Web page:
Collinson, 40, officially took over as producer of the British-produced soap opera in July 2010, when he announced that a tram crash would be the highlight of the Street
's golden-jubilee celebrations, killing off a significant number of its current characters.
But the destruction and mayhem won't stop there. Talking to Radio Times
listings magazine, Collinson promises that what happens in December will only be the start of a number of story lines that will spin off from the crash, and in directions that will surprise viewers. He says:
We're steaming towards December with five or six really big stories that the tram crash sends off in entirely unexpected directions. We want the audience that tunes in for the anniversary week to stay on and start the next 50 years with us. We're celebrating something that's half a century old, but we're not saying, "Look at this old thing" [but] "Look at what this show can still do after all these years."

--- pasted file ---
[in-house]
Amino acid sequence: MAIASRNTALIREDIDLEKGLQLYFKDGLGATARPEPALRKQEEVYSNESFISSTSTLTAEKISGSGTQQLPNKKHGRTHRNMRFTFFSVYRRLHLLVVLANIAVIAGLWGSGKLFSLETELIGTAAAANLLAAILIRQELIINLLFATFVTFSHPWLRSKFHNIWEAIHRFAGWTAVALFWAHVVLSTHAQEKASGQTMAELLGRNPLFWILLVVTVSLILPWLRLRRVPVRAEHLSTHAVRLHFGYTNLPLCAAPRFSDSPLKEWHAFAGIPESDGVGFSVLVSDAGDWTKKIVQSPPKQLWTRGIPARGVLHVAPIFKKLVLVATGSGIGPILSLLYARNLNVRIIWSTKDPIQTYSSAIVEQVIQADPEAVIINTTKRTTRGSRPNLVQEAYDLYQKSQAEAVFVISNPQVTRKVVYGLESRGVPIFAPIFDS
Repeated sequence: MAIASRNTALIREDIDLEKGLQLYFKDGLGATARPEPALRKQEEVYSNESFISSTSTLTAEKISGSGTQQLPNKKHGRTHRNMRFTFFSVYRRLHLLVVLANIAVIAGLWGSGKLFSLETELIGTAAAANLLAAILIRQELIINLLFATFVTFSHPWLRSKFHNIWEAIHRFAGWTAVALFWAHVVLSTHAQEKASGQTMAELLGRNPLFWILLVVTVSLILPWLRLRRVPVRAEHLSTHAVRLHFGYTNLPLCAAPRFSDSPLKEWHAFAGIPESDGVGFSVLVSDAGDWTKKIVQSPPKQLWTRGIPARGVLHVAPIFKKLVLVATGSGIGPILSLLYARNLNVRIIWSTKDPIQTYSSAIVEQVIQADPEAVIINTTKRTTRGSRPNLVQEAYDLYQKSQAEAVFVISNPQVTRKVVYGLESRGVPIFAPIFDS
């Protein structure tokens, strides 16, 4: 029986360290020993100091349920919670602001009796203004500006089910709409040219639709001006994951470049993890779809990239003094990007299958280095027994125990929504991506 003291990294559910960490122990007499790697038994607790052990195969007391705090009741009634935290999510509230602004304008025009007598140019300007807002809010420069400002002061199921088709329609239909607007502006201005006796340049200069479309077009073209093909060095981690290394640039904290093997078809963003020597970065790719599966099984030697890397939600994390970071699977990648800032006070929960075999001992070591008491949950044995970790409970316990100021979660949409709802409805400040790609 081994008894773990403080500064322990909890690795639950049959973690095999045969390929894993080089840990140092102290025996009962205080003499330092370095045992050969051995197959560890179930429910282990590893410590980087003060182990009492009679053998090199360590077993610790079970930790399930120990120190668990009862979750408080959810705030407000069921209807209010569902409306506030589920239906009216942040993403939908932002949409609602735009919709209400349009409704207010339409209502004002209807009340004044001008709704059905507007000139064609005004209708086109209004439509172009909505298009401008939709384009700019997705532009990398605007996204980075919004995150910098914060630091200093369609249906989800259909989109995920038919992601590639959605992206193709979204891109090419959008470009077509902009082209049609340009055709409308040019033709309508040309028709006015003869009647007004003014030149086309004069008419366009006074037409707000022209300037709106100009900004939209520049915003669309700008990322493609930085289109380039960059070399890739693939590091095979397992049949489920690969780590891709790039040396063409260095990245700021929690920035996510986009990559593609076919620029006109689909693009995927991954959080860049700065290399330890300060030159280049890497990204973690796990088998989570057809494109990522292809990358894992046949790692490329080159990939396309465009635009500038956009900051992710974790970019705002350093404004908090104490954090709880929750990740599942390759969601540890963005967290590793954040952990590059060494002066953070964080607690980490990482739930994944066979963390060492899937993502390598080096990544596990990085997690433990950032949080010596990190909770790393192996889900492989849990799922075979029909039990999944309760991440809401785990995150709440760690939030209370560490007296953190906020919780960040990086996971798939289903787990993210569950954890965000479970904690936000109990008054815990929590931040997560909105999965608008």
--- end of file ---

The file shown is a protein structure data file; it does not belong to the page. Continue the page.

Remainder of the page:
Collinson secured his reputation as a producer of note during his time on the BBC's Doctor Who
. There, he worked alongside Russell T Davies (Queer as Folk
), and its this, the magazine speculates, that led ITV to entrust him with working on Coronation Street
's anniversary year.
The Mill – a CGI company that works in the film and television industries, and collaborated with Collinson during his time on Doctor Who
– has been hired to help achieve a realistic tram-crash effect for the soap.
was first broadcast 9 December, 1960. It became the world's longest-running television soap opera still in production when As the World Turned ended it's 56-year run on 17 September 2010
. However, Corrie
, as it is affectionately known by its fans, will need to continue for another 12 years to beat the record currently held by Guiding Light
, which ran for 62 years until it was cancelled in 2009.